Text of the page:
The University of Michigan Board of Regents met Thursday afternoon at Little Bear East Arena in St. Ignace, MI, marking the first time the regents have held a meeting in Michigan’s Upper Peninsula. Interim University President Mary Sue Coleman attended the meeting virtually after testing positive for COVID-19, an announcement she made at the beginning of the meeting.
Regent Paul Brown related the location of the meeting to the University’s Inclusive History Project, which is focused on engaging and understanding the University’s history with diversity, equity and inclusion.
“We’re here today because all of the Regents are acutely aware of the debt that the University owes all of the citizens of Michigan,” Brown said. “For our 200 year history, we’ve been supported by the taxpayers, and because of that obligation, we’re here hopefully to present … the value that we create for your tax dollars, as well as listen to each of you in person from this region, what we can do to serve you better.”
Adele Bromfield, Vice Provost for Enrollment Management, shared a presentation regarding the Northern Michigan and UP admissions enrollment data, which showed an increase in students from Northern Michigan and the UP — 5% and 18%, respectively — graduating from the University over the past five years.
“Northern Michigan and the UP over the past years (have) experienced a higher percentage growth in undergraduate students when compared to the overall state,” Bromfield said. “When we look at the three-year average of students who applied to U-M, the combined admit rate for Northern Michigan and the UP was 47%, compared to 44% admitted from Oakland County, the largest county in our state.”
Rebecca Cunningham, Vice President for Research, shared information about the University’s research in Northern Michigan, including a project in Marquette County to develop a new firearm safety and education program for rural communities.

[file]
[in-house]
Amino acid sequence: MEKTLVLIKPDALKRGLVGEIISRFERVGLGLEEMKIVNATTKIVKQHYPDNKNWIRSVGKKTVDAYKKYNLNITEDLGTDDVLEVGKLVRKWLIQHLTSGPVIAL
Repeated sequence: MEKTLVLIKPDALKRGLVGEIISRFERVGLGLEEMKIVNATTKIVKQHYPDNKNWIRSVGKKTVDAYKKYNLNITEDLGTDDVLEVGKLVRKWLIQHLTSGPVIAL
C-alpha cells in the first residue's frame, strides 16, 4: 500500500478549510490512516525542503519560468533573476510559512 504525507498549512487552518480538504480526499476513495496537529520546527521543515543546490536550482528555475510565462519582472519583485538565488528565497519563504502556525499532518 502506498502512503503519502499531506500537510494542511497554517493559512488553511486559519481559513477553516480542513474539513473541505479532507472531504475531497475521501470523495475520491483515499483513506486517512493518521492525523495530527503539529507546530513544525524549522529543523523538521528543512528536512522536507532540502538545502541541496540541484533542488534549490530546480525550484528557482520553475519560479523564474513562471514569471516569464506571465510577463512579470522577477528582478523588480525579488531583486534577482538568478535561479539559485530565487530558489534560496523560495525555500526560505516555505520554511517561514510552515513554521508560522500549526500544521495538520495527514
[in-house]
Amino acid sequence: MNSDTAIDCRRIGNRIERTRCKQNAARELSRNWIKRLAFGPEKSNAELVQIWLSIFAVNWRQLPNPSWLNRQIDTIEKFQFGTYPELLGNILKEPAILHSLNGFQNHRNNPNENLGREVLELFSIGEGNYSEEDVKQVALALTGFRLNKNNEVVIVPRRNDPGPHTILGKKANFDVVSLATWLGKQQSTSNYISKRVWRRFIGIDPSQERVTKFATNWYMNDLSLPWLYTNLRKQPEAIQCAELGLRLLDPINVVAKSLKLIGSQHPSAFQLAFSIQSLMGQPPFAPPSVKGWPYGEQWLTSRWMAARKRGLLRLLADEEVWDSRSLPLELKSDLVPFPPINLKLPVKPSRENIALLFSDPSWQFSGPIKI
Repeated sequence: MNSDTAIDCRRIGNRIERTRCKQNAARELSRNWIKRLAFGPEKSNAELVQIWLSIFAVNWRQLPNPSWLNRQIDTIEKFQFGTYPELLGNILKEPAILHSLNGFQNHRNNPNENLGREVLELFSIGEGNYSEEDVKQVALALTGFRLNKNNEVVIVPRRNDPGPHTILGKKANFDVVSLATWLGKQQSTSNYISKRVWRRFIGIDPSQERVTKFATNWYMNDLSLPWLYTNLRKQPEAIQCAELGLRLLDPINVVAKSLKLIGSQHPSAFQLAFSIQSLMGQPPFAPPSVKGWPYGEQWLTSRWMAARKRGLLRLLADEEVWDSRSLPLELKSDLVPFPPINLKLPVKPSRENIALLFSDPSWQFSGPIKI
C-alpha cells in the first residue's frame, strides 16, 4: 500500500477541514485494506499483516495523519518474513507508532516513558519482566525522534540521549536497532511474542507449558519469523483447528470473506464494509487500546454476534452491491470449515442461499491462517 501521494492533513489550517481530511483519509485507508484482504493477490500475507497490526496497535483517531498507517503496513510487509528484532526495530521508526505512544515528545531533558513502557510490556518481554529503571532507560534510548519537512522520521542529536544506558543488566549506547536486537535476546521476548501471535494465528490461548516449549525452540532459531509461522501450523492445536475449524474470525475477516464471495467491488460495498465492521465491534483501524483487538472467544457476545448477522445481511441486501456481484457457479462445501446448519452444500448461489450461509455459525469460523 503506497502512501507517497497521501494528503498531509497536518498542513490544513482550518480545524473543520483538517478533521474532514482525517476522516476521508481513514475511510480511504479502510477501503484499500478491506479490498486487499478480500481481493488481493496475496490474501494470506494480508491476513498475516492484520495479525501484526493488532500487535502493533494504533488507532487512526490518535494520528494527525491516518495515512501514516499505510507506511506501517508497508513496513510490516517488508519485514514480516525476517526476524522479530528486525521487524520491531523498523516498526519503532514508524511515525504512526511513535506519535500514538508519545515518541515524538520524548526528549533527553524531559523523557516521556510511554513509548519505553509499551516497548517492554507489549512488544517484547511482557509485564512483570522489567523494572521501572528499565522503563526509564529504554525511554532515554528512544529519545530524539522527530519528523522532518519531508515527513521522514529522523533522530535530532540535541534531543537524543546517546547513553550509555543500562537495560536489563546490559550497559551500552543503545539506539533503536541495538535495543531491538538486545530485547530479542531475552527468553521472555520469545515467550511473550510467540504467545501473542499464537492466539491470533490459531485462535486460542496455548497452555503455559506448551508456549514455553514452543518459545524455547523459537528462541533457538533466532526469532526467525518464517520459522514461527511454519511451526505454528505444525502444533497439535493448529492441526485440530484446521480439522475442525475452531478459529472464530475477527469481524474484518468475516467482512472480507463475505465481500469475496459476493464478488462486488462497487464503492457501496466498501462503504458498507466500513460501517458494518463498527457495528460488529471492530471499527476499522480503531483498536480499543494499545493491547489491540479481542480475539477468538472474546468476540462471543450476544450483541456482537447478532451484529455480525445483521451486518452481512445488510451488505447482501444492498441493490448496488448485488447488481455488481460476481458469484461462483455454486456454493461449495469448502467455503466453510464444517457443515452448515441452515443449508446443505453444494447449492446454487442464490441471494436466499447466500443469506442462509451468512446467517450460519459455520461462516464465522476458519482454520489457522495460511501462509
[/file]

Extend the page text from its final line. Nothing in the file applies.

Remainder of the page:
“Michigan is partnering with gun shops and gun owners across Marquette County to develop and implement a new firearm safety education program that’s tailored for families living in rural communities,” Cunningham said. “The results of the year-long research collaboration is ‘Store Safely,’ a four-step online program that provides some tools and resources so that families across northern Michigan can help prevent injuries and firearm misuse among children and teens.”
Provost Laurie McCauley recommended the appointment of Celeste Watkins-Hayes, associate dean for faculty affairs in the Ford School, Diversity and Transformation professor and founding director of the Center for Racial Justice, as interim dean of the Gerald R. Ford School of Public Policy, effective July 19, 2022.
“Professor Watkins Hayes is a distinguished scholar and educator with broad and robust experience as an administrator,” McCauley said. “She’s an outstanding teacher and has authored two award-winning books.”
Watkins-Hayes will serve as interim dean until a permanent dean is appointed. The Regents confirmed Watkins-Hayes’ appointment.
“Phase one will include … several site infrastructure updates — water, sewer, electric — allowing us to expand our operating season by having housing available year-round,” McCauley said. “The phase two project will make the camp carbon neutral, including building electrification with air source heat pumps, various energy efficiency upgrades and (the) installation of a 400-kilowatt solar array. The phase three project will construct a new teaching research community center that will provide a flexible inclusive space with modern teaching and lab facilities.”